Microsoft’s “Screw Google” Meetings


Microsoft has been accused of holding regular events that have come to be recognised as its “screw Google” meetings, which is a little strange, to say the least.


Daily Finance is reporting that these alleged “screw Google” meetings are part of an ongoing effort by Microsoft (and a raft of other companies) to discredit the search giant. If nothing else, Microsoft has plenty of reasons to take joy in any bad press for Google – it seems likely that any users Google happens to haemorrhage from its search engine would likely fall into Microsoft’s Bing or Yahoo Search, which is soon to become another appendage of Bing anyway.

What’s interesting is that this isn’t just a question of gaining new business from a potentially injured Google. According to quotes from sources ‘familiar with the matter,’ “Microsoft is at the centre of a group of companies who see Google as a threat to them in some combination of business and policy.” What we might take from this then, is the suggestion that Microsoft is threatened by Google, a threat that can likely only be coming from one place… and it’s not search.

Microsoft higher-ups have already commented on Google’s upcoming Chrome OS, and none too favourably. Basically, the official company word on Chrome has been that it’s nothing to worry about, but for anyone looking at the cost-centric netbook market that would appear not to be the case. Moreover, since Microsoft seems to be carefully dictating what versions of Windows 7 can be employed on netbooks of various sizes by OEMs, it seems that there could well be space for a more relaxed OS in that space. If Google plays nice with OEMs and Chrome OS, then Microsoft may well end up having something to fear from Google on its home turf.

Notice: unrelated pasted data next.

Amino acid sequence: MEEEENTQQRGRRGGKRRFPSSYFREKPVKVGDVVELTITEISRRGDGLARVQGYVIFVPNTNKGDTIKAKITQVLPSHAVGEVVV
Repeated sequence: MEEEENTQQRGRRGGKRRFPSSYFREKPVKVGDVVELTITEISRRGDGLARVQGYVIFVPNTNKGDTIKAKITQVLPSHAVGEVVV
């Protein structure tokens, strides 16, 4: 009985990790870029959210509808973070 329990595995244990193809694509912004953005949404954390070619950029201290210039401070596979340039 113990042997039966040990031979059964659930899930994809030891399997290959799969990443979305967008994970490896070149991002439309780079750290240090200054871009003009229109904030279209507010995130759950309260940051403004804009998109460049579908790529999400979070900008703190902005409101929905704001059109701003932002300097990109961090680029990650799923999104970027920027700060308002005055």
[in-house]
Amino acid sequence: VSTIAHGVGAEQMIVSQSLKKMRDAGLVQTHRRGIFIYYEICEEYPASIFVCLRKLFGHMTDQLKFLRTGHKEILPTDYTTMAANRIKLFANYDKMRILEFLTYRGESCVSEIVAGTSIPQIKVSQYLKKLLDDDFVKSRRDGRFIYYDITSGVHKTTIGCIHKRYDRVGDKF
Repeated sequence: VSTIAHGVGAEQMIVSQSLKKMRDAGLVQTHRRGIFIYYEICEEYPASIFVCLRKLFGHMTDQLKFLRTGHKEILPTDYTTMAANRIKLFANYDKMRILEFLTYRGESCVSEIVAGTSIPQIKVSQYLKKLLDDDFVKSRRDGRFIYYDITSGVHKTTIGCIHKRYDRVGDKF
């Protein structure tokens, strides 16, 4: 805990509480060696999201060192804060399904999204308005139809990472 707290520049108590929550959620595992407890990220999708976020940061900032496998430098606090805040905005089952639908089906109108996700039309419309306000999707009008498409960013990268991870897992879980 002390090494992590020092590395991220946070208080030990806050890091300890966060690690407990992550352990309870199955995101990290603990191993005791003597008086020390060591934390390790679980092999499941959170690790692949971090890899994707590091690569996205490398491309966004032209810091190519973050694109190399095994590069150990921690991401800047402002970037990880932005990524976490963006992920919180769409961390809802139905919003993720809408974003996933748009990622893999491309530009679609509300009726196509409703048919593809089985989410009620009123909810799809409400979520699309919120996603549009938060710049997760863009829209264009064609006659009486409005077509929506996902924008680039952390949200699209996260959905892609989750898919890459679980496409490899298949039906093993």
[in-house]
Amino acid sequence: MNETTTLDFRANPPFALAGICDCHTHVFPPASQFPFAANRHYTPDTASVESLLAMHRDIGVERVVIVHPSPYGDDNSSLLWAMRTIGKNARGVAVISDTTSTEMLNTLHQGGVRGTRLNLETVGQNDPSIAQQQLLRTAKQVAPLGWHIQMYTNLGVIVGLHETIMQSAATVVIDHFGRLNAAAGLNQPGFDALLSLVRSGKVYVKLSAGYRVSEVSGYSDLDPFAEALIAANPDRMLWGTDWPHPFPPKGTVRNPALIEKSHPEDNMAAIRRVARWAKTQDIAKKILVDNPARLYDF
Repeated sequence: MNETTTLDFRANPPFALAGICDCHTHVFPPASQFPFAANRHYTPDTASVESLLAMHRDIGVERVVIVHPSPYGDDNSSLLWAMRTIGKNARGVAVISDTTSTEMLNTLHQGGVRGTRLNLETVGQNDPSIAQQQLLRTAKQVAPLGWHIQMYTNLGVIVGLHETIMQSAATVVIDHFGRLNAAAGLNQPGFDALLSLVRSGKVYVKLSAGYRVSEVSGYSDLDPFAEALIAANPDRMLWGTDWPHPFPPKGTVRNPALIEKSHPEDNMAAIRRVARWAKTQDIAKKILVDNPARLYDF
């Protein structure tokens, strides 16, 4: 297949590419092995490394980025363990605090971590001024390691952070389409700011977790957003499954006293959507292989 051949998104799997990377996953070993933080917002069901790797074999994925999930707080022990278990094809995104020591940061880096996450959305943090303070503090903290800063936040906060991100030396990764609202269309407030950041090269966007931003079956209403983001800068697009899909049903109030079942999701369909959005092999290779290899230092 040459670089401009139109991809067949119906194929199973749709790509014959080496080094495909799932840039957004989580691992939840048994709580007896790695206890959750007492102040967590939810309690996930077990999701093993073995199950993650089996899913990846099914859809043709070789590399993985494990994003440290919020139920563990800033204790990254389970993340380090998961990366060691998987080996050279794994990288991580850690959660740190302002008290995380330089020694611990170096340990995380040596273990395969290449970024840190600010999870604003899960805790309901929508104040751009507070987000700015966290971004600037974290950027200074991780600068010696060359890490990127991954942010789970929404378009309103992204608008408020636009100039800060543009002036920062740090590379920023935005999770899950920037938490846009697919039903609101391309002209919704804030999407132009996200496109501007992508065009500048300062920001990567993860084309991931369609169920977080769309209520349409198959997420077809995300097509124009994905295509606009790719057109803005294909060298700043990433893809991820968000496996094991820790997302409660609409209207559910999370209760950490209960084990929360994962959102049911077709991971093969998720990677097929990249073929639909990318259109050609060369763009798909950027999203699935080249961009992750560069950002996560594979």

If nothing else, it’s worth pointing out that for companies like Microsoft, underhanded campaigns have a tendency of backfiring. If, as Daily Finance implies, these meetings are specifically designed to find ways to “…make Google look like the big high-tech bad guy here,” then they’ve succeeded only in managing the polar opposite.

Naturally, Microsoft has denied that these meetings are anything like the various reports circulating about them have indicated. For our money, we’d say that these meetings aren’t nearly as monstrous as they’ve been made out to be, but it wouldn’t be too surprising to learn that they’ve happened after a fashion.

You can read an awful lot more over at Daily Finance. It’s well worth a look, if only to see the responses from companies involved in the alleged meetings.


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